In the sea of coastal-style houses that dot Annapolis, Maryland, Janine and Vince Carran’s mountain-style home stands out. When the niece of the original landowner saw the Carrans’ home, she teared up. “She said it looked like someone had planted a seed and the house just grew up out of the ground,” Vince says.
Finding their 2-acre wooded building site in the midst of former tobacco fields was the start of the Carrans’ journey to a hybrid timber frame home. The farm’s 500 acres had been subdivided, but most of the lots are large, giving each residence a secluded feel. “The site seemed perfect for a house like this,” Janine says. “It looks like it was always here.”
Still, the site posed some challenges: Steep slopes created a narrow building footprint. Fortunately, the Carrans discovered a plan offered by MossCreek
of Knoxville, Tennessee, that would fit their available space. The couple took MossCreek’s “The Wedge” plan and ran with it. “We do custom designs but we also have a library of plans,” explains Allen Halcomb, MossCreek’s president. “Almost all of our customers want to modify the plans to suit their needs.”
Vince and Janine liked the plan’s first-floor master suite but removed a third bedroom from the second floor to create space for the vaulted great room. For their walk-out lower level, they planned a bedroom and recreation space with full-size windows and sliding glass doors.
The Carrans were drawn to the natural look of wood timbers, so Janine’s first stop on the quest for their one-of-a-kind home was The Log & Timber Home Show
in Pennsylvania. There, she met Bruce Bode and Kevin Perdue of Heavy Timber Truss & Frame
based in Elkview, West Virginia. The company provided rough-sawn oak timbers for the great room, kitchen, master suite and stair tower. Timbers on the exterior are cypress. “It’s more naturally insect- and rot-resistant than just about any other species,” Bruce explains.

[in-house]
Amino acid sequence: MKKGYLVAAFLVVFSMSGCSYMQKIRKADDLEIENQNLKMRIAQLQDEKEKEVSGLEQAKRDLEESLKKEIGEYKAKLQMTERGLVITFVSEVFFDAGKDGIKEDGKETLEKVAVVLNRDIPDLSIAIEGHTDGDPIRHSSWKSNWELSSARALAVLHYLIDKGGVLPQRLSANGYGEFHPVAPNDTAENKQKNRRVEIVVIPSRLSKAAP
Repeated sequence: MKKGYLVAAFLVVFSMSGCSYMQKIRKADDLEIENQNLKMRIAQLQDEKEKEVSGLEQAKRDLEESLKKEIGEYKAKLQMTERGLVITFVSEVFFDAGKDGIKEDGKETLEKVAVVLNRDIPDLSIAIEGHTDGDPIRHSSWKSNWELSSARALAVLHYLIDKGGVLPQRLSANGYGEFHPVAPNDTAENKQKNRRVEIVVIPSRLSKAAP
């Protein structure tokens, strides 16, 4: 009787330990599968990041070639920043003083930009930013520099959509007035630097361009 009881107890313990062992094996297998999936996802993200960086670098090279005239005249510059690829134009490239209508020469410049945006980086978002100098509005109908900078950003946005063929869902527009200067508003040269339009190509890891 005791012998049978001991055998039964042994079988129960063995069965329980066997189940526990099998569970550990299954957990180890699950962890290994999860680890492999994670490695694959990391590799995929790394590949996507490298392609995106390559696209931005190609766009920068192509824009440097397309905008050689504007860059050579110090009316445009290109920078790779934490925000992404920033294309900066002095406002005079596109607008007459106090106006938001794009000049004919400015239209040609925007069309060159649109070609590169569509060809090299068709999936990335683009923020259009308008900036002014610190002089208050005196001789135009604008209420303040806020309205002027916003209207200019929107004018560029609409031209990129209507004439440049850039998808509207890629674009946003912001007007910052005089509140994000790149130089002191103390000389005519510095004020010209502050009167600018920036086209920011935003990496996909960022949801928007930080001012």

Next, Janine attended one of Heavy Timber Truss & Frame’s workshops to learn more about the process of building a timber style home and really loved the onsite expert guidance the company could provide once construction began.
In terms of design, to keep their home’s interior bright and fresh, the Carrans limited the use of wood tones in other areas. Painted walls and whitewashed tongue-and-groove ceilings showcase the timber trusses and beams. “We’re glad we chose the lighter ceilings as it really shows off the beams and brightens up the place,” Janine says.
For added interest, the couple mixed the plank widths of the wood floors.
Some measure 6 inches wide, some as many as 11 inches. They also varied the direction of the planks to define the living, dining and kitchen spaces of the open floor plan.
For the kitchen, Janine tapped the talents of Crown Point Cabinetry. Most of the cabinets
have a light finish, but she chose a darker wood hue for the island. “There was so much white,” she says, “so I put a stain on that.” Dark granite countertops mimic soapstone — with easier upkeep. “I like the contrast with the creamy cabinets,” she says.
MossCreek’s original plan included a wall between the kitchen and the dining room, which the Carrans decided to remove to better showcase the beams outlining the dining room. “We wanted to see the beams but add some separation between the two rooms, so we came up with the idea of a two-sided hutch,” Janine said. She asked Crown Point to give that piece a rusty, barn-red red finish for a bit of “farm charm.”
But for all its inner beauty, one of the couple’s favorite spots in the home is the covered deck that sits up high on the back of the house
. “We kept the trees that were close to the house, so it’s like being in a tree house,” Vince says. “It’s so peaceful on a stormy evening. We just sit out there and listen to the rain.” An outdoor fireplace makes the space cozy even when temperatures drop.
Janine took great care when plotting special touches, like the custom vanity in the master bath. “I sat many nights with graph paper and drew things to size,” Janine says. She envisioned bathroom cabinetry that looked like furniture to give the new home a sense of age. Mantels for the three fireplaces created “another graph paper night,” Janine says. She drew out the fireplace surrounds to decide on the perfect mantel size — finally realizing that hefty 12-inch mantels would better complement the heavy-timber framework than a dainty 8- or 10-inch size.
Now complete, the home is everything the couple hoped for. “It’s my Zen,” Janine says. She shares that peaceful feeling, as she and Vince frequently host gatherings of family and friends. At their first fall get-together, everyone was amazed at the home the couple had created. “They all wanted to stay for the weekend,” he laughs.
Square footage: 5,303